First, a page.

By Toby Axelrod
BERLIN — Nestled in the Bavarian alps, the city of Oberammergau has one major claim to fame: every 10 years, it hosts the world-famous Passion Play, which tells the New Testament story of Jesus’ death and resurrection.
It has been doing so since the 17th century, almost without fail, and it happens to be on now, after a two-year, pandemic-related delay.
About half a million spectators are expected to flock to the town by the time this season is over, on Oct. 2.
Over the centuries, the play — in which all roles are filled by local residents — has been a vessel for some of Germany’s most virulent, religious-based Jew-hatred, feeding into the anti-Semitism of the Nazi years and beyond.
Things have changed.
No longer are Jews depicted as eternal murderers of Jesus. The play now highlights the Jewishness of Jesus and his followers and clarifies that only the Roman Pontius Pilate — and not the Jews — could condemn Jesus to death.
Such shifts came about largely through the commitment of Passion Play director Christian Stückl, himself a native son, who has now headed four rounds of the production.
He has worked with Jewish organizations including the American Jewish Committee and the Anti-Defamation League, as well as with educational groups in Germany, to raise awareness about anti-Semitism and reshape the narrative.
Last week, the AJCommittee recognized Stückl’s commitment with its Isaiah Award for Exemplary Interreligious Leadership.
Stückl has helped turn the Passion Play into “an educational tool for post-Shoah Christian and German self-reflection,” said Rabbi Noam Marans, AJC’s director of interreligious and intergroup relations, in an award ceremony held Aug. 17 in Oberammergau.
Stückl has been engaged in dialogue with AJC leaders since the late 1980s.
At the award ceremony, Stückl said his greatest concern upon becoming the play’s director in 1990 “was to eliminate [its] anti-Judaism.”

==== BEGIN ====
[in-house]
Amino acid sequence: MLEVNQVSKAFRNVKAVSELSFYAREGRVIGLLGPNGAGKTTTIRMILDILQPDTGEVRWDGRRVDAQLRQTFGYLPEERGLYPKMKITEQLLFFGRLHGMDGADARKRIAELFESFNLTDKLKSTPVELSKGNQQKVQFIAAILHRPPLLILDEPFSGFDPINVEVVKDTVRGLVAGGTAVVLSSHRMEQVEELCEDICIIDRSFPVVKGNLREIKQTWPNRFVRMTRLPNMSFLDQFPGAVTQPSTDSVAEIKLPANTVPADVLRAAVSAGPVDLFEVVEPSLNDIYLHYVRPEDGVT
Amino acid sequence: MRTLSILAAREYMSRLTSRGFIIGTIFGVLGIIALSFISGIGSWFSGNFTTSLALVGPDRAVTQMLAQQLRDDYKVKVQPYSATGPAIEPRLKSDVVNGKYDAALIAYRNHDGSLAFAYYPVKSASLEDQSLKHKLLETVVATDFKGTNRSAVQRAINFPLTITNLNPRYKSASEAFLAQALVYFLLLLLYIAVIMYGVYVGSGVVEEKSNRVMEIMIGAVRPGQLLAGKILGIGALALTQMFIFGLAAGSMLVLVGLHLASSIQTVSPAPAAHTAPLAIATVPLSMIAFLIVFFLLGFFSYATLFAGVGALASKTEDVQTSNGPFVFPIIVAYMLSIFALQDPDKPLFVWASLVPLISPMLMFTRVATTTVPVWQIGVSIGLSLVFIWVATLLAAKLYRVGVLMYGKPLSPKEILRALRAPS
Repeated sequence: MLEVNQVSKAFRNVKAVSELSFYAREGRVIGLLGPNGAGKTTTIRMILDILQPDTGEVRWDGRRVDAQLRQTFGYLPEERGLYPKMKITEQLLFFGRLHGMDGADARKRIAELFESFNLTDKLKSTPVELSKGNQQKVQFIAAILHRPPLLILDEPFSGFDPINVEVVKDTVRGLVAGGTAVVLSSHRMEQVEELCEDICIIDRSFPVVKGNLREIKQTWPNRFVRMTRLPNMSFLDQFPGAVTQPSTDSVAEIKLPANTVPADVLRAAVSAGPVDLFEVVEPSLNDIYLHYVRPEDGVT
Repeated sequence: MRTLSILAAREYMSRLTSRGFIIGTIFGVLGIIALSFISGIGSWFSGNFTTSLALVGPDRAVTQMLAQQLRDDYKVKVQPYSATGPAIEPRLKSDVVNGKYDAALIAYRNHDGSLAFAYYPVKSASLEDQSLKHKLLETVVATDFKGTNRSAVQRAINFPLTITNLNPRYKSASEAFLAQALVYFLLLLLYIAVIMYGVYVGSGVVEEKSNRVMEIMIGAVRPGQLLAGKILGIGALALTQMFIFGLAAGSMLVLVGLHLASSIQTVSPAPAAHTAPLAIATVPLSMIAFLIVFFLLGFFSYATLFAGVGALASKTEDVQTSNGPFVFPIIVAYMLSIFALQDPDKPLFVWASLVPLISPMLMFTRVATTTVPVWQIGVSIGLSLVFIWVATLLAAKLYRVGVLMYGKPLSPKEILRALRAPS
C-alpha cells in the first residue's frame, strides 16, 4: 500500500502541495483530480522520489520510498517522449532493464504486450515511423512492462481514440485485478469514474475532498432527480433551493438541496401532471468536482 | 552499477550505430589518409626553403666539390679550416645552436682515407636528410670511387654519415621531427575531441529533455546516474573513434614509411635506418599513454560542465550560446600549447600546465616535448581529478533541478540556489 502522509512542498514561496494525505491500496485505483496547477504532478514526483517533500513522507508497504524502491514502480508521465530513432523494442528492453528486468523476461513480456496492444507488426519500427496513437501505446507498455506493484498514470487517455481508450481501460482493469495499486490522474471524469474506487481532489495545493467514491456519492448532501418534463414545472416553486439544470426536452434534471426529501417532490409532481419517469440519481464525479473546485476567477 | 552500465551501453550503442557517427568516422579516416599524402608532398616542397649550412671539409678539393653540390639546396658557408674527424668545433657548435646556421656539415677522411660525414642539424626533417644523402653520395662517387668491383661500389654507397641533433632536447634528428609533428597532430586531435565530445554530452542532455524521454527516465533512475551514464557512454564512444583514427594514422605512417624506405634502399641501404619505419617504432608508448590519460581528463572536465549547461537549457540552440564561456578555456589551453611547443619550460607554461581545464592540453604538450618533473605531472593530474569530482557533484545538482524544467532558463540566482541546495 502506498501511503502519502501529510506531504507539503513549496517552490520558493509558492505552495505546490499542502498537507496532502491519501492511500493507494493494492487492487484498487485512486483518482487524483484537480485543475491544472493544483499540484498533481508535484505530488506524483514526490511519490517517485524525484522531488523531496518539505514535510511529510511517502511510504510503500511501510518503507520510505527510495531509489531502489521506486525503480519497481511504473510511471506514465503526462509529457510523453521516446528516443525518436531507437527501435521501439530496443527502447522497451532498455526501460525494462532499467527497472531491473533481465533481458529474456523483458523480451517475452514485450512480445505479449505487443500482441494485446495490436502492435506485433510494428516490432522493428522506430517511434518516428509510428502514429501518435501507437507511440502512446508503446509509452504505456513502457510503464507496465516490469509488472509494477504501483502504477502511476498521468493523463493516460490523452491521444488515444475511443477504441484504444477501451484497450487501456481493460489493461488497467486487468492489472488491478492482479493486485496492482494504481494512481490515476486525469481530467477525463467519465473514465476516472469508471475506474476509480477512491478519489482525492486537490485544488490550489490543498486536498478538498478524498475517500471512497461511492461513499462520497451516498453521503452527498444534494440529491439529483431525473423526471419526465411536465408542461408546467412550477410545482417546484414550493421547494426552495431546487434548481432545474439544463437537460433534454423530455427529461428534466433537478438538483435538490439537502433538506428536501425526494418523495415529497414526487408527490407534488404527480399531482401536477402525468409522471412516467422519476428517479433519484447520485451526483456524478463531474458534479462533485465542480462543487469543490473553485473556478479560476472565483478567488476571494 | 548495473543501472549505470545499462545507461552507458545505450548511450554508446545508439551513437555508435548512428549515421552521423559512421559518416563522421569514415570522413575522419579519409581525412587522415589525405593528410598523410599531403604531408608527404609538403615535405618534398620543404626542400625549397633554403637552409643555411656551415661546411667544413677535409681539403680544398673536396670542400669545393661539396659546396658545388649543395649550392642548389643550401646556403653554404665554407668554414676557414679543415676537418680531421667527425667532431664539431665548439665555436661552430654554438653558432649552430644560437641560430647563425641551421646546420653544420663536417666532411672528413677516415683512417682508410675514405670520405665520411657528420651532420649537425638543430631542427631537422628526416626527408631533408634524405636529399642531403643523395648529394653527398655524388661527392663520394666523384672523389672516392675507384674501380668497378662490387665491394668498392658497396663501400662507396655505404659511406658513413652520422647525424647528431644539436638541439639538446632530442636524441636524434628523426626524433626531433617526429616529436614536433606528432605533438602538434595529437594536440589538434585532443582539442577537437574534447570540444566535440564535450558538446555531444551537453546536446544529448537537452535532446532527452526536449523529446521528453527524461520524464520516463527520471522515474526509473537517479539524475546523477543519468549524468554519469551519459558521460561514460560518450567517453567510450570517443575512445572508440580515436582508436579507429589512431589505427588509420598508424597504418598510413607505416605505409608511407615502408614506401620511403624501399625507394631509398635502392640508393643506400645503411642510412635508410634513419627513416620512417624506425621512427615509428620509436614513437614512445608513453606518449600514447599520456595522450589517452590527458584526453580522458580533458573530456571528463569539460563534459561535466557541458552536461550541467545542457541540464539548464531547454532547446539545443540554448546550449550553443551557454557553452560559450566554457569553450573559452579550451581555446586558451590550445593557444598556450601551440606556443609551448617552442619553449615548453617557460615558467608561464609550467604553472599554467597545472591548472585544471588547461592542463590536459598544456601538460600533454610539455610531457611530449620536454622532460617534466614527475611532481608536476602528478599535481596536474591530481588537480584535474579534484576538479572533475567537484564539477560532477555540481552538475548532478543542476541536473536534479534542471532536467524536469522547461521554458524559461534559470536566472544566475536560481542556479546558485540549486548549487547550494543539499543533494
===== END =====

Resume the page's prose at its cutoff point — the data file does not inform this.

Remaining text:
The Passion Play was initiated in 1634 as a religious offering against the return of the plague to the alpine village. In keeping with Church teachings then, the play depicted Jews as greedy and deicidal, proclaiming them guilty for all time. According to local legend, the plague never returned to Oberammergau, so to keep it that way, the town staged the play every 10 years.
The current run, which began in May this year, features nearly 2,000 local residents playing all the roles (they don’t all make it on stage at the same time).
Its covered auditorium holds 4,700 people and faces an open-air stage framed by soaring mountains.
Reportedly, most of the local men involved let their beards and hair grow out during the season.
Ahead of this year’s performances, Stückl inaugurated a pilgrimage to Israel for the principal actors.
He has been trying to view the play through the eyes of Jewish viewers, and to that end has met with Jewish leaders and with students, said Jo Frank, director of the Ernst Ludwig Ehrlich Studienwerk, a Berlin-based scholarship program for gifted Jewish students.
Scholarship students first met with Stückl in Oberammergau some 11 years ago, and they have met with him again recently, Frank said.
Stückl invited them not just to have Jews in the audience, but so he could get their feedback before and after.
“It was really impressive, because he is always trying to reform the text in particular,” Frank said in a telephone interview.
“Within the Christian setting, this is an interesting task to undertake, because the Oberammergau Festspiele still has this very strange papal status: the idea that what they show is basically the truth.”
In that context, to change things is “highly commendable. What he has done is reform and bend the rules as far as he could.”
This year, Stückl also engaged a Muslim actor, which “would have been unthinkable 10 years ago,” Frank said. “He really does deserve all the praise that he gets.”
“For over 300 years we have told the story of Jesus in a spirit that has led to prejudice and hatred. For over 1,900 years the Church had told that the Jews murdered Jesus,” Stückl said at the award ceremony, noting that an American rabbi who saw the play in 1901 — Josepf Krauskopf — came away despondent, doubting that Jews would ever be “cleared of the heinous accusations that have been heaped upon [them].”
It is unknown whether such hate can be fully eradicated, but Christian Stückl “has demonstrated the power of one individual to make a tremendous difference,” Marans said.